Apple regularly turns its annual phone releases into events of epic proportions, and this year was no different. Apple CEO Tim Cook came on the stage to announce not one, but two phones for the Apple enthusiasts out there. The first one was the iPhone 8 and iPhone 8 Plus. If you were to ask most people about the difference between the iPhone 7 and the iPhone 8, they wouldn’t have much to say, as there is almost no recognizable difference between the two in terms of design and looks. There are certain differences, though: the iPhone 8 has a glass back, which now allows you to have wireless charging (via the AirPad, another accessory that was unveiled at the event), and it is not offered in rose gold, the color which distinguished Apple products for several technological generations. The iPhone 8 is now faster, and the screen looks a bit better, thanks to the Apple Retina HD display now supporting True Tone.
The meat of Apple’s presentation did not have to do with the iPhone 8, however, but with the much-rumored iPhone X. To celebrate the 10th year of the iPhone, Apple unveiled a brand-new phone that had no chin or top section separate from the display; the entire front face is the display itself. The resolution of the screen is better; the two cameras that were horizontal in the back of the iPhone 7 are now vertical; there is a glass back for wireless charging; and there is no home button. Now, one might wonder how the people are going to unlock their phone; if there is no home button to have TouchID, then how can somebody open their phone, or go to the home screen for that matter? Well, Apple ditched TouchID and is now going for a new piece of technology called FaceID. This means that instead of your fingers, the iPhone X will shoot out thousands of dots onto your face to map out a specific facial profile and unlock your phone when you look directly at it. Apple assures its consumers that the FaceID feature will work in the dark, through changes in facial features such as growth of facial hair or the addition of glasses, and it will only work when your eyes are open and staring into the camera. So, don’t get worried about people unlocking your iPhone X by holding it to your face while you are sleeping.
Even though the event was not bogged down by questions regarding FaceID and its supposed implications into our everyday lives, the horrors of these iPhone improvements started to come to light as the excitement of the event wore down. Just after the iPhone X was announced, Senator Al Franken (D-Minn.) contacted Apple regarding the safety and security of the FaceID feature. This move indicates that the government is interested in the facial identification features and the profiles created by this feature. If this sounds Orwellian, it may be because it is. If the government has access to the facial profiles of millions of iPhone X users within the country, this would mean the total loss of privacy on a biological scale. First, it was the fingerprint, and now it is the facial profile. This opens a whole new lot of possibilities for the government and corporations. What if Facebook could show you ads based on the movement of your eyes looking at objects on the screen? What if the government could use CCTV cameras to track you based on this facial profile feature? FaceID, if not handled correctly by Apple, could cause the opening of Pandora’s box once again.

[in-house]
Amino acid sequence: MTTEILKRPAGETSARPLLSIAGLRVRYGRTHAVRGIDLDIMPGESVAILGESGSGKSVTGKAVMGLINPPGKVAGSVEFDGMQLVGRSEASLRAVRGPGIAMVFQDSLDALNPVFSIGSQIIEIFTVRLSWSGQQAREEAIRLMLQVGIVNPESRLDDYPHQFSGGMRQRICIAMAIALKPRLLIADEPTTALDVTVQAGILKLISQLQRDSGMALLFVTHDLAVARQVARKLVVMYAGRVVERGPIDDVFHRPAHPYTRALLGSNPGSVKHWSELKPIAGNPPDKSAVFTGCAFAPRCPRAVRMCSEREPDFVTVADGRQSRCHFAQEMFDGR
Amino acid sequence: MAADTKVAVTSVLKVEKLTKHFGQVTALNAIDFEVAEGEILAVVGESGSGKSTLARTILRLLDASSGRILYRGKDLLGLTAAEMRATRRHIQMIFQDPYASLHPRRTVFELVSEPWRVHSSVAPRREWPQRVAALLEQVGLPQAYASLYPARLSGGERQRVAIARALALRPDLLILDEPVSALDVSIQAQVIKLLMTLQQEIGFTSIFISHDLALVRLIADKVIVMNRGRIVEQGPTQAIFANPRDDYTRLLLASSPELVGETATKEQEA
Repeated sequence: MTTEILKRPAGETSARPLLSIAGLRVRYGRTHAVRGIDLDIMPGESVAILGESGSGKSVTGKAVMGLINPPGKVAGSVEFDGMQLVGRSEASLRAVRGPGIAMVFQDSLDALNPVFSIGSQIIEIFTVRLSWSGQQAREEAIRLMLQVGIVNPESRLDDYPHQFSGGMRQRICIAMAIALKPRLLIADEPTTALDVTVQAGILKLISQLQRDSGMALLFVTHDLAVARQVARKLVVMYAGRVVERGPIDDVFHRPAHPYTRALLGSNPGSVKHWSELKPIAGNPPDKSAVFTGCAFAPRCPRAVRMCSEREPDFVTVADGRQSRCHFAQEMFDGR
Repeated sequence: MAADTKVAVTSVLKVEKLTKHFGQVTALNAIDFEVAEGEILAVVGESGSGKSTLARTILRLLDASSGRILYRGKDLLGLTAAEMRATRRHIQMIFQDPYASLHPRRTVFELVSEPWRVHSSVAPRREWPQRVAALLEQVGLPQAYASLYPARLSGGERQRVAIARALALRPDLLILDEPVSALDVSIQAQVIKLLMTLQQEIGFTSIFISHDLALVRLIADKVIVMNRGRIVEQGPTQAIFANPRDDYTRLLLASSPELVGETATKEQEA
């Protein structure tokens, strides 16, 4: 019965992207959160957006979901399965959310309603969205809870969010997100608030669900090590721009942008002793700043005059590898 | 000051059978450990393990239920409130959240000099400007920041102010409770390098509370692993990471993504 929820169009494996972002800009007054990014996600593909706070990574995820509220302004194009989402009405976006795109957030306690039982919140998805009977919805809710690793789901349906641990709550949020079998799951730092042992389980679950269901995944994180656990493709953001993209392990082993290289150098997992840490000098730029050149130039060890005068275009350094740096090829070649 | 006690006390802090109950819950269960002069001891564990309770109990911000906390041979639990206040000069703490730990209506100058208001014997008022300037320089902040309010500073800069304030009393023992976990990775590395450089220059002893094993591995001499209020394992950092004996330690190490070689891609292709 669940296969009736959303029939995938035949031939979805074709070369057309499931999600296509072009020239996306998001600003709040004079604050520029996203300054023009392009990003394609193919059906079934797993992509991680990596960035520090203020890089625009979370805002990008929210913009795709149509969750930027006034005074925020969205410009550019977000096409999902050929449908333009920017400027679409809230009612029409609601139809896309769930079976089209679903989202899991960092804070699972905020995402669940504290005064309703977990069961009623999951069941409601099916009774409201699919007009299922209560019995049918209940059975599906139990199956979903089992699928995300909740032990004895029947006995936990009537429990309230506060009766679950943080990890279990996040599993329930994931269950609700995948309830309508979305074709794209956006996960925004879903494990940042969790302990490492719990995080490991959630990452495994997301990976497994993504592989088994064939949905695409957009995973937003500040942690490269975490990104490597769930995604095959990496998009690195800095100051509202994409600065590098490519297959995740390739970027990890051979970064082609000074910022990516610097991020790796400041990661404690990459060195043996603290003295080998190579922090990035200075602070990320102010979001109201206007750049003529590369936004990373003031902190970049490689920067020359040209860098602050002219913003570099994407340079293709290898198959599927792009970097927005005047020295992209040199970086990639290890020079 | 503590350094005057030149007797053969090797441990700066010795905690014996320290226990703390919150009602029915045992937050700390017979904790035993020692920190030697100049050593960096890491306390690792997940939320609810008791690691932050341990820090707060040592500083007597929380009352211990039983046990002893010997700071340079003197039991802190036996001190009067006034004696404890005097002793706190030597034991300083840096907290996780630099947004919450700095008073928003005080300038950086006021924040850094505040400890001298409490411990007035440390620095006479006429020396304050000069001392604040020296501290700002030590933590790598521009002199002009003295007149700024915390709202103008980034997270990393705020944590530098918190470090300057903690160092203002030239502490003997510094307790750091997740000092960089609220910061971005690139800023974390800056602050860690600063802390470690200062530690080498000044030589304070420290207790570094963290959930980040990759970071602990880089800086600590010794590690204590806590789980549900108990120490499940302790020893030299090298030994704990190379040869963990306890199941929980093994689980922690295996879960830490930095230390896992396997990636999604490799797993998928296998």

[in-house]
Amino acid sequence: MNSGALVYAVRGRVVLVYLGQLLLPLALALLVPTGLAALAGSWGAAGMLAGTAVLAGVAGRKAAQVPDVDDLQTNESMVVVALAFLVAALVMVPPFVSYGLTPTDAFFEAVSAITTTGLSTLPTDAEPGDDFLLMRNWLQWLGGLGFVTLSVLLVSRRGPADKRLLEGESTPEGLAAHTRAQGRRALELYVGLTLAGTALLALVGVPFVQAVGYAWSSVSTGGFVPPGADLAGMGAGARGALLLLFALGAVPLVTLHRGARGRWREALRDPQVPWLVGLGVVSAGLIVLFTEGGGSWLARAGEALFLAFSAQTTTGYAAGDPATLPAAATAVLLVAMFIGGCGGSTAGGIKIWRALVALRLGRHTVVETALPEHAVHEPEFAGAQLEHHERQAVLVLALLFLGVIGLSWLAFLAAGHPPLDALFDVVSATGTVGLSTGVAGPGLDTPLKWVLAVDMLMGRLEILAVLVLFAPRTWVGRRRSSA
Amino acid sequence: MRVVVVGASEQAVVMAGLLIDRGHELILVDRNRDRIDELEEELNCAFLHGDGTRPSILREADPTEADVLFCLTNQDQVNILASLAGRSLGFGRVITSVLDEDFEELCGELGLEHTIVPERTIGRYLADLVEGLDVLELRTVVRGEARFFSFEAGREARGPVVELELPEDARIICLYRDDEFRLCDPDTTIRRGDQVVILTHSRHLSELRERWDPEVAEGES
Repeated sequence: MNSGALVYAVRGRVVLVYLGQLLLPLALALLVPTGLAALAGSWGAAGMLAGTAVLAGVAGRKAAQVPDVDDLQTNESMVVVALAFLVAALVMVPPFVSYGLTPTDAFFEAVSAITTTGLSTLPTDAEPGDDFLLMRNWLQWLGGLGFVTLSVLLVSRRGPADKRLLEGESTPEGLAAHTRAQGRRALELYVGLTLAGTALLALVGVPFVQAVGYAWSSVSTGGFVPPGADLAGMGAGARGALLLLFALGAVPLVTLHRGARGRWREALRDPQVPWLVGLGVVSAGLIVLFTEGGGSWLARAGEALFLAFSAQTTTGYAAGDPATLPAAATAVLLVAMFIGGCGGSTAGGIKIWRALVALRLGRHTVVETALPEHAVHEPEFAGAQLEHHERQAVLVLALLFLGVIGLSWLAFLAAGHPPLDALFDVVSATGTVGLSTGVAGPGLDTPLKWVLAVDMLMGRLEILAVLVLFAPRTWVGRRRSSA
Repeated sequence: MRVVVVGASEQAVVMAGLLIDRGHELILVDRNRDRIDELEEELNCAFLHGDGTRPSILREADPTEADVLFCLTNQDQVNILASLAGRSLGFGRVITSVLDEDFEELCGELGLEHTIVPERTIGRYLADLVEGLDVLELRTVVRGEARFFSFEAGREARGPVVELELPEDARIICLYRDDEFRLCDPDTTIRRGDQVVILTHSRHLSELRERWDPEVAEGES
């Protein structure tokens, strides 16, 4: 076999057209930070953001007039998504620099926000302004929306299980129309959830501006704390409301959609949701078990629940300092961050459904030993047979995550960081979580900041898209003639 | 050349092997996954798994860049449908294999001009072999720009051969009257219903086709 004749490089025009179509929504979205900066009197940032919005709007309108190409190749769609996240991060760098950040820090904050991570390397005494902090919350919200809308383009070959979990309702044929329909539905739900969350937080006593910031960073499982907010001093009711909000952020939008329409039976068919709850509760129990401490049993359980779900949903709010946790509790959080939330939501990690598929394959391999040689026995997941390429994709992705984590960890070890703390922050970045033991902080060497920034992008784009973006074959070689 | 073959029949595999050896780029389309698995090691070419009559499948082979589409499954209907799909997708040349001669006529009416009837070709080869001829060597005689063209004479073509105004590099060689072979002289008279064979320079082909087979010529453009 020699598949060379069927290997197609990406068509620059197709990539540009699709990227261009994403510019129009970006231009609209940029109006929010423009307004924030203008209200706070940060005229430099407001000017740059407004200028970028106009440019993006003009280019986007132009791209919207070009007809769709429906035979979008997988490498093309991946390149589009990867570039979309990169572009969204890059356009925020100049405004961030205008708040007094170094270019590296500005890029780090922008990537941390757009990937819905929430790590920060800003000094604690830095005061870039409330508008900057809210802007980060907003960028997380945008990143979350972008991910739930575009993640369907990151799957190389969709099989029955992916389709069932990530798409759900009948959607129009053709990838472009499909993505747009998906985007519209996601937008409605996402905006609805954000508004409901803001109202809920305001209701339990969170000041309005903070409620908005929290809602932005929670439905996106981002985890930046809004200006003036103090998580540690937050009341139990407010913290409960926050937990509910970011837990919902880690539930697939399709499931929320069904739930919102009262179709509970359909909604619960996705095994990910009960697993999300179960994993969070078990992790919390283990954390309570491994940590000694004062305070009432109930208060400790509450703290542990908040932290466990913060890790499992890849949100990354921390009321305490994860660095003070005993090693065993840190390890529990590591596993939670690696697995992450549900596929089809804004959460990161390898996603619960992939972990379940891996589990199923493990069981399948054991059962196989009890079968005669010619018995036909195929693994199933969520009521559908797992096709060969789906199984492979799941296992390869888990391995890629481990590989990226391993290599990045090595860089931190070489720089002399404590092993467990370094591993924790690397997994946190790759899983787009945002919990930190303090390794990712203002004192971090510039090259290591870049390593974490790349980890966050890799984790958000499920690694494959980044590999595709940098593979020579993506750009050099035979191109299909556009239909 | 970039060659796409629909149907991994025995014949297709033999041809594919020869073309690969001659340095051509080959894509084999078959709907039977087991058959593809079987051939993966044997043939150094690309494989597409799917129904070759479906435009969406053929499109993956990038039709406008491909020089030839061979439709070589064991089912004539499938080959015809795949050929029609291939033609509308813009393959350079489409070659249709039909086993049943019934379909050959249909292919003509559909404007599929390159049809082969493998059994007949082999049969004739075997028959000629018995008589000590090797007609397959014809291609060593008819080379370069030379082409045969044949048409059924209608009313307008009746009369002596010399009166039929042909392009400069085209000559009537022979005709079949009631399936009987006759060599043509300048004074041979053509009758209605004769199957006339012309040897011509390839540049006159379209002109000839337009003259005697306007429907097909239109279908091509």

However, given Apple’s need to protect its positive public image, the company did not focus on these potential disasters of FaceID, but rather on features that they thought were more important. This more important feature that Apple proudly boasted about during their iPhone X reveal is the “Animoji,” where the face scanning features of the iPhone X could be used to animate specific emojis with whatever the user is doing with his/her face. During the reveal trailer of the phone, the company debuted animated versions of the monkey, unicorn, alien and poop emojis. So there is another problem that the customers shouldn’t worry about: being even more expressive with their emojis.
Apple tells its consumers they shouldn’t worry about all of these possible negative outcomes of face scanning technology, and the company might be right about that, but there is one other thing concerning most consumers: the price. The iPhone X has a starting price of $999.99, but if a consumer wishes to upgrade storage from 64 GB to 256 GB, the price skyrockets to $1149.99. If you thought that you might want to opt out for the iPhone 8 instead, the cheapest option starts at $699, with the iPhone 8 Plus starting from $799.
The reveal event for these two new lines of phones left people on the fence and with a lot of questions. Is the iPhone X actually worth its price? Why get an iPhone 8 when there is the iPhone X? Why get an iPhone X when there is the iPhone 8? Does anybody remember the headphone jack? Why did Apple get rid of the headphone jack? These are questions that everybody wants answered, but unfortunately they will not be answered until both of the phones are on the market and being used by the masses. The iPhone 8 gets an earlier release date, Sept. 22, while the iPhone X will be released later this year, on Oct. 27.